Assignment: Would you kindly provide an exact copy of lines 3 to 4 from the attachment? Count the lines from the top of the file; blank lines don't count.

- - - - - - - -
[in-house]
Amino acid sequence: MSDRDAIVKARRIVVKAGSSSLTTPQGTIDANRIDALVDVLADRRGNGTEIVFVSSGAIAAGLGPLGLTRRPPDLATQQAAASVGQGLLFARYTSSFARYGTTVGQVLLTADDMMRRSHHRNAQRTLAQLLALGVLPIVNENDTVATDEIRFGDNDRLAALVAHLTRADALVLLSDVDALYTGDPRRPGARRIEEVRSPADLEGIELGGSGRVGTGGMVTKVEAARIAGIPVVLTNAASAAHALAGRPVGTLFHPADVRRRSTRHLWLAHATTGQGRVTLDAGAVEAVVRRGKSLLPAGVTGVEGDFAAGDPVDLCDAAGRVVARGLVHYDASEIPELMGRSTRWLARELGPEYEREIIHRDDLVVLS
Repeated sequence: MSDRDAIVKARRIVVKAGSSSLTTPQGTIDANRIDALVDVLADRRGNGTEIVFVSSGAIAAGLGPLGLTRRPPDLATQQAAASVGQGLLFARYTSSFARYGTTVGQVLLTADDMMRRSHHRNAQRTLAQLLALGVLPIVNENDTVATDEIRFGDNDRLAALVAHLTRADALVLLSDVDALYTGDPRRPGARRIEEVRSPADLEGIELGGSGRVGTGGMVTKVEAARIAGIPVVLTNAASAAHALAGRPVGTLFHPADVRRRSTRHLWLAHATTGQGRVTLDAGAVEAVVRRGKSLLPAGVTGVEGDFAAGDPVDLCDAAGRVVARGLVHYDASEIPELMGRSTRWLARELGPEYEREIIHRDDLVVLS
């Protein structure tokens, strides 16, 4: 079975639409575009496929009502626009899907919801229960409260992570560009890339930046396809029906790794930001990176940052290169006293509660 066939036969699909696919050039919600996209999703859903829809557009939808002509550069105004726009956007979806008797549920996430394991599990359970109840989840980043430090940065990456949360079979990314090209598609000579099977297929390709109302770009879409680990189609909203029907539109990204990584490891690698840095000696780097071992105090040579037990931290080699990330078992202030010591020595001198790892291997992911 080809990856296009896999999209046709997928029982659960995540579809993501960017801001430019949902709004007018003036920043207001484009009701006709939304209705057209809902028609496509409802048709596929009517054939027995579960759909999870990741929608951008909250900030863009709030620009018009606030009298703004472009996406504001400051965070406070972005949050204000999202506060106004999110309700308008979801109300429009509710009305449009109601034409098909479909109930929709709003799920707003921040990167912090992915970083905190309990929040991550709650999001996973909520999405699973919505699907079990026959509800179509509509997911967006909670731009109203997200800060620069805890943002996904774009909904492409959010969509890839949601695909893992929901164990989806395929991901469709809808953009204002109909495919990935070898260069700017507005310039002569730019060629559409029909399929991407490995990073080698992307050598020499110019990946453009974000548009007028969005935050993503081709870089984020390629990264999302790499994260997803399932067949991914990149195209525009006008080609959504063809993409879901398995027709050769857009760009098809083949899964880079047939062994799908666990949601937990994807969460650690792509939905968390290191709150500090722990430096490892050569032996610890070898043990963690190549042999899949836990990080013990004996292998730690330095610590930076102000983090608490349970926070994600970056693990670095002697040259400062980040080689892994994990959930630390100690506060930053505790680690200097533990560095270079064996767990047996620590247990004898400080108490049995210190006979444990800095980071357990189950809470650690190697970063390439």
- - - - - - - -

Repeated sequence: MSDRDAIVKARRIVVKAGSSSLTTPQGTIDANRIDALVDVLADRRGNGTEIVFVSSGAIAAGLGPLGLTRRPPDLATQQAAASVGQGLLFARYTSSFARYGTTVGQVLLTADDMMRRSHHRNAQRTLAQLLALGVLPIVNENDTVATDEIRFGDNDRLAALVAHLTRADALVLLSDVDALYTGDPRRPGARRIEEVRSPADLEGIELGGSGRVGTGGMVTKVEAARIAGIPVVLTNAASAAHALAGRPVGTLFHPADVRRRSTRHLWLAHATTGQGRVTLDAGAVEAVVRRGKSLLPAGVTGVEGDFAAGDPVDLCDAAGRVVARGLVHYDASEIPELMGRSTRWLARELGPEYEREIIHRDDLVVLS
């Protein structure tokens, strides 16, 4: 079975639409575009496929009502626009899907919801229960409260992570560009890339930046396809029906790794930001990176940052290169006293509660 066939036969699909696919050039919600996209999703859903829809557009939808002509550069105004726009956007979806008797549920996430394991599990359970109840989840980043430090940065990456949360079979990314090209598609000579099977297929390709109302770009879409680990189609909203029907539109990204990584490891690698840095000696780097071992105090040579037990931290080699990330078992202030010591020595001198790892291997992911 080809990856296009896999999209046709997928029982659960995540579809993501960017801001430019949902709004007018003036920043207001484009009701006709939304209705057209809902028609496509409802048709596929009517054939027995579960759909999870990741929608951008909250900030863009709030620009018009606030009298703004472009996406504001400051965070406070972005949050204000999202506060106004999110309700308008979801109300429009509710009305449009109601034409098909479909109930929709709003799920707003921040990167912090992915970083905190309990929040991550709650999001996973909520999405699973919505699907079990026959509800179509509509997911967006909670731009109203997200800060620069805890943002996904774009909904492409959010969509890839949601695909893992929901164990989806395929991901469709809808953009204002109909495919990935070898260069700017507005310039002569730019060629559409029909399929991407490995990073080698992307050598020499110019990946453009974000548009007028969005935050993503081709870089984020390629990264999302790499994260997803399932067949991914990149195209525009006008080609959504063809993409879901398995027709050769857009760009098809083949899964880079047939062994799908666990949601937990994807969460650690792509939905968390290191709150500090722990430096490892050569032996610890070898043990963690190549042999899949836990990080013990004996292998730690330095610590930076102000983090608490349970926070994600970056693990670095002697040259400062980040080689892994994990959930630390100690506060930053505790680690200097533990560095270079064996767990047996620590247990004898400080108490049995210190006979444990800095980071357990189950809470650690190697970063390439």